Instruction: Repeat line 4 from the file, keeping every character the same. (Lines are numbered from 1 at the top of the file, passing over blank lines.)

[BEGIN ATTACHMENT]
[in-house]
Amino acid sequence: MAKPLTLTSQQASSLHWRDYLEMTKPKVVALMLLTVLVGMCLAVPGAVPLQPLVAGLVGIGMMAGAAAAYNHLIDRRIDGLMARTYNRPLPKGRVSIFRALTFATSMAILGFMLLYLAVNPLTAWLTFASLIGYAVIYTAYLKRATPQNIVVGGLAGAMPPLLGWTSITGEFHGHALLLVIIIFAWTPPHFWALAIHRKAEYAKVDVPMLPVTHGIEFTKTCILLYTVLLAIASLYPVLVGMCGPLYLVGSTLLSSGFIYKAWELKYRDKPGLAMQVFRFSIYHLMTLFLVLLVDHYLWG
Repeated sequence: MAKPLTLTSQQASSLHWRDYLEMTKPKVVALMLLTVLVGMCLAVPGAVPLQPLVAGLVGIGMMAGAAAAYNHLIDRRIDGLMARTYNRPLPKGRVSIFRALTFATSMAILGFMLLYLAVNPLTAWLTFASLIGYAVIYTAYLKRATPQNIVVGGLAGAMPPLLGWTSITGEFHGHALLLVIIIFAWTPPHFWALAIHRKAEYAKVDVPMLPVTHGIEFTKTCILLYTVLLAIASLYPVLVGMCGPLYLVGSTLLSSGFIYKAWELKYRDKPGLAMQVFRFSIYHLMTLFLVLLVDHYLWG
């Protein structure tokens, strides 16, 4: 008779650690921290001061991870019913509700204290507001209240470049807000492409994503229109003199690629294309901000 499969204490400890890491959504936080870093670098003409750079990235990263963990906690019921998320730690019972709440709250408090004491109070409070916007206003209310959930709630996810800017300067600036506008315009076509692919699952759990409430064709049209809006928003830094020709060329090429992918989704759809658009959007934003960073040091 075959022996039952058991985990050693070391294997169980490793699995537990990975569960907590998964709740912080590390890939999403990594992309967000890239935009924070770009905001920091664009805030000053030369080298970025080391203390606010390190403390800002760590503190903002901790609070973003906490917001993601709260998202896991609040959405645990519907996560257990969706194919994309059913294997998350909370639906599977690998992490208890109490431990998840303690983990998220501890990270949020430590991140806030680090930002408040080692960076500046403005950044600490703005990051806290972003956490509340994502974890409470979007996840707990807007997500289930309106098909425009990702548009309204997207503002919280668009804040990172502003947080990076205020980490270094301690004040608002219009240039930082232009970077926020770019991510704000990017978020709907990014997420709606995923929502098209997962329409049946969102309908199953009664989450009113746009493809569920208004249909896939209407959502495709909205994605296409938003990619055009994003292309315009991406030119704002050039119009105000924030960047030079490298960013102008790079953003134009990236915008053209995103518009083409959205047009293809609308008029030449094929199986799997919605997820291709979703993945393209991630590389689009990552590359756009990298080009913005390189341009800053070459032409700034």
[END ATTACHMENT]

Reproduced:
């Protein structure tokens, strides 16, 4: 008779650690921290001061991870019913509700204290507001209240470049807000492409994503229109003199690629294309901000 499969204490400890890491959504936080870093670098003409750079990235990263963990906690019921998320730690019972709440709250408090004491109070409070916007206003209310959930709630996810800017300067600036506008315009076509692919699952759990409430064709049209809006928003830094020709060329090429992918989704759809658009959007934003960073040091 075959022996039952058991985990050693070391294997169980490793699995537990990975569960907590998964709740912080590390890939999403990594992309967000890239935009924070770009905001920091664009805030000053030369080298970025080391203390606010390190403390800002760590503190903002901790609070973003906490917001993601709260998202896991609040959405645990519907996560257990969706194919994309059913294997998350909370639906599977690998992490208890109490431990998840303690983990998220501890990270949020430590991140806030680090930002408040080692960076500046403005950044600490703005990051806290972003956490509340994502974890409470979007996840707990807007997500289930309106098909425009990702548009309204997207503002919280668009804040990172502003947080990076205020980490270094301690004040608002219009240039930082232009970077926020770019991510704000990017978020709907990014997420709606995923929502098209997962329409049946969102309908199953009664989450009113746009493809569920208004249909896939209407959502495709909205994605296409938003990619055009994003292309315009991406030119704002050039119009105000924030960047030079490298960013102008790079953003134009990236915008053209995103518009083409959205047009293809609308008029030449094929199986799997919605997820291709979703993945393209991630590389689009990552590359756009990298080009913005390189341009800053070459032409700034």